Struggling parents claim they are cutting back on food and household bills to meet the costs of going back to school.
Children's charity Barnardos revealed mothers and fathers were frustrated at high prices, with some forking out 770 euro for a child's first year of secondary school.
And hard-pressed parents could have to spend up to 620 euro per child ever year after that, according the National Consumer Agency (NCA).
Fergus Finlay, chief executive at Barnardos, said parents were worried about how they were going to make sure their children had what they needed to get an education.
"Many parents are being forced to make very difficult choices and many are getting into debt to pay for uniforms, books and other education expenses," he said.
"Concrete solutions for tackling the costs associated with sending children to school are long overdue."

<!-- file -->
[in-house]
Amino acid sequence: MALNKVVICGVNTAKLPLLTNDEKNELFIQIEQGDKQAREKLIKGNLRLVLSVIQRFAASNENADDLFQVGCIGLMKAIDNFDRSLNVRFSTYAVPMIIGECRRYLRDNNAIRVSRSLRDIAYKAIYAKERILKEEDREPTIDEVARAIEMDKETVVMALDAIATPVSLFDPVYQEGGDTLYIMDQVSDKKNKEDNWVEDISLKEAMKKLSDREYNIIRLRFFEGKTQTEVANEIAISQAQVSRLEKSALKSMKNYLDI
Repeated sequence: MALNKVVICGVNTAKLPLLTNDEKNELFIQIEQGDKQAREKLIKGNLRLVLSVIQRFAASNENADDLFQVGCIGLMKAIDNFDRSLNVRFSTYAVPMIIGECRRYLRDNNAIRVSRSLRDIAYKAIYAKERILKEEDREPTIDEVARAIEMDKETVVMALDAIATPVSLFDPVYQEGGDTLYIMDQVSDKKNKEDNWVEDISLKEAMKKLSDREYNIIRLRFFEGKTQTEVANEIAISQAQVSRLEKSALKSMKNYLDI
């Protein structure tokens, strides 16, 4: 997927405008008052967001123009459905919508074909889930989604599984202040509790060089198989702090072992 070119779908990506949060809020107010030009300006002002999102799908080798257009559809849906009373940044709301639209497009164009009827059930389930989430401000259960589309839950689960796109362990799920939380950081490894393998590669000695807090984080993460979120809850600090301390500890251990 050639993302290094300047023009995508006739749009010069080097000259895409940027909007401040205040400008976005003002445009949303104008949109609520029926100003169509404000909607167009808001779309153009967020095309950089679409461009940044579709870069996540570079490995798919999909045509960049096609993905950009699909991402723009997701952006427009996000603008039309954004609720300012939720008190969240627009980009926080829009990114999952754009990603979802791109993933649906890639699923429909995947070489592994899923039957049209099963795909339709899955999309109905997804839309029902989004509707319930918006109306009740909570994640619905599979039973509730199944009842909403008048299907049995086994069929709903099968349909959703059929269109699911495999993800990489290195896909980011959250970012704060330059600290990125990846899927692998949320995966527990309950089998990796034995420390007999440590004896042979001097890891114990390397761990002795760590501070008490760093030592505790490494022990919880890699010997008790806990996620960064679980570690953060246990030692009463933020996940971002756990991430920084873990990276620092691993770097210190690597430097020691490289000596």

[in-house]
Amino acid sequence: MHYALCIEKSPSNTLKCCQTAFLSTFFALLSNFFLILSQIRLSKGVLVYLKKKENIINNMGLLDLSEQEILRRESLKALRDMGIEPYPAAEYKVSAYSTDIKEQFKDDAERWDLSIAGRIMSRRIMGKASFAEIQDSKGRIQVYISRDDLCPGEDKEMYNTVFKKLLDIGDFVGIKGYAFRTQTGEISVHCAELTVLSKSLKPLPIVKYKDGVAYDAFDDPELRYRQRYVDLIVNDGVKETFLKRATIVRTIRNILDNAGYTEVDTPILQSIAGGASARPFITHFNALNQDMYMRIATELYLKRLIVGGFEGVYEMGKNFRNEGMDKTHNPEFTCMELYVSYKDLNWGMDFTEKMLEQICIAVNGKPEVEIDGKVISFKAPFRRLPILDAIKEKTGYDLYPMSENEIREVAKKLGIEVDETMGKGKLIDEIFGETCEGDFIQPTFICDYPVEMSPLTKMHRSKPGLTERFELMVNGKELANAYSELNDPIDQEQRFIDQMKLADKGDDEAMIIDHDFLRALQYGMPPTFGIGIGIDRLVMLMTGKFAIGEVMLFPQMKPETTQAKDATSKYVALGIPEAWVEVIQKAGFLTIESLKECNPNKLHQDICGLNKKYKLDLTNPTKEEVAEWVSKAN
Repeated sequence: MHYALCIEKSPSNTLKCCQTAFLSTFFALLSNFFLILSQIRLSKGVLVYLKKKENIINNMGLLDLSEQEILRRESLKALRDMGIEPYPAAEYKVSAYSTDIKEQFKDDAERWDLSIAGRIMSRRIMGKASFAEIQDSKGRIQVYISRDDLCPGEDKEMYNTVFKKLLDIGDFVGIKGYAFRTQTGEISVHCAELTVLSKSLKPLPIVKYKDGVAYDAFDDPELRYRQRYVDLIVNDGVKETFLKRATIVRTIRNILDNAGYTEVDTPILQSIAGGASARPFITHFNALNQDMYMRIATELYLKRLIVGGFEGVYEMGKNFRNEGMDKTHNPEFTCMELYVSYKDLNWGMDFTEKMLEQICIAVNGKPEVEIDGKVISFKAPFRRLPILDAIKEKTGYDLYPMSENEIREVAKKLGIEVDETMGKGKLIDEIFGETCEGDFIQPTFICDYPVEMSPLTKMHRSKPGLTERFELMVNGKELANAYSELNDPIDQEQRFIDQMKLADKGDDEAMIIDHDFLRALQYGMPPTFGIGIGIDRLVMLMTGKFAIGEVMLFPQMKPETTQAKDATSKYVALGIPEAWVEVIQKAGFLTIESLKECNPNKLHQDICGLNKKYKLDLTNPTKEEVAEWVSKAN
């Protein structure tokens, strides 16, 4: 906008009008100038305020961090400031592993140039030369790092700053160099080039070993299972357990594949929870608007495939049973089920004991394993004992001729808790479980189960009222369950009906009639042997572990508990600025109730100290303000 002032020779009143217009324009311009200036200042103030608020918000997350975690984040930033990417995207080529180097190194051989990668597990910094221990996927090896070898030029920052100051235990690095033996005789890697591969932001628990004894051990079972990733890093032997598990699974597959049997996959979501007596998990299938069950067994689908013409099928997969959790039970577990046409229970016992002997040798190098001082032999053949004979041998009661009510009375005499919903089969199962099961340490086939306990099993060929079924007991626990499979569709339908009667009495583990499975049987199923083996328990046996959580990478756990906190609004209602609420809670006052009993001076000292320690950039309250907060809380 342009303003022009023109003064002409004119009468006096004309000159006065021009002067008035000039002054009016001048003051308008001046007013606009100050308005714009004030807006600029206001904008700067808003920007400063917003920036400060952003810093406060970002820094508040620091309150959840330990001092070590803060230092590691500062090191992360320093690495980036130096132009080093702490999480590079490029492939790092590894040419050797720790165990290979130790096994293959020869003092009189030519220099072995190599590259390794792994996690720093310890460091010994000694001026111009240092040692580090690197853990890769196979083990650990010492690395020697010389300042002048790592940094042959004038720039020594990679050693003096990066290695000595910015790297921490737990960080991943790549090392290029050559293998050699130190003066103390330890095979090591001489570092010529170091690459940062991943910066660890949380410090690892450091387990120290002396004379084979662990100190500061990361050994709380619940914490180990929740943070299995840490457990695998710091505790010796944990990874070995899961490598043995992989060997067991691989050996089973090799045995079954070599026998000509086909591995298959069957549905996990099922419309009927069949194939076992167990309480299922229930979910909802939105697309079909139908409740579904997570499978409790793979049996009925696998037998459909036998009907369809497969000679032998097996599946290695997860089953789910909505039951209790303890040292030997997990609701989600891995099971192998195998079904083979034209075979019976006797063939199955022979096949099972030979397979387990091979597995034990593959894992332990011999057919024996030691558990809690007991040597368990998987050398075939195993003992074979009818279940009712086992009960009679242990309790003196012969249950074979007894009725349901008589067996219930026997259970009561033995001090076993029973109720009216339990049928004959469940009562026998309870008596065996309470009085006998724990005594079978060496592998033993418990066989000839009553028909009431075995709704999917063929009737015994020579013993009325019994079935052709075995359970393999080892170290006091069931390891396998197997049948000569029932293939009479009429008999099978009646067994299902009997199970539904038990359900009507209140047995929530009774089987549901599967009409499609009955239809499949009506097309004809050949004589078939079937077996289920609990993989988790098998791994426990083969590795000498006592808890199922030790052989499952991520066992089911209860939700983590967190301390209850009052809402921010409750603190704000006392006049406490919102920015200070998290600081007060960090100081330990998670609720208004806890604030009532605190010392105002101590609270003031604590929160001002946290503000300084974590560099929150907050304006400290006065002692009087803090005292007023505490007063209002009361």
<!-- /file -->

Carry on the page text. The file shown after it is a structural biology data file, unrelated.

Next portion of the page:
One parent told the charity: "We cut back on food and let other bills go unpaid to ensure children have what they need for school.
"We're living on the edge all the time. So much for free education."
Elsewhere, research for the NCA found parents expected to pay 487 euro per primary school child this September, and 620 euro each for secondary school.
Nearly six out of 10 would use their regular income to pay for school expenses, and 78% were more concerned about costs than last year, Ann Fitzgerald said. Some 15% of the 1,000 parents quizzed would dip into their savings, and 5% would be forced to pay with a credit card or overdraft money.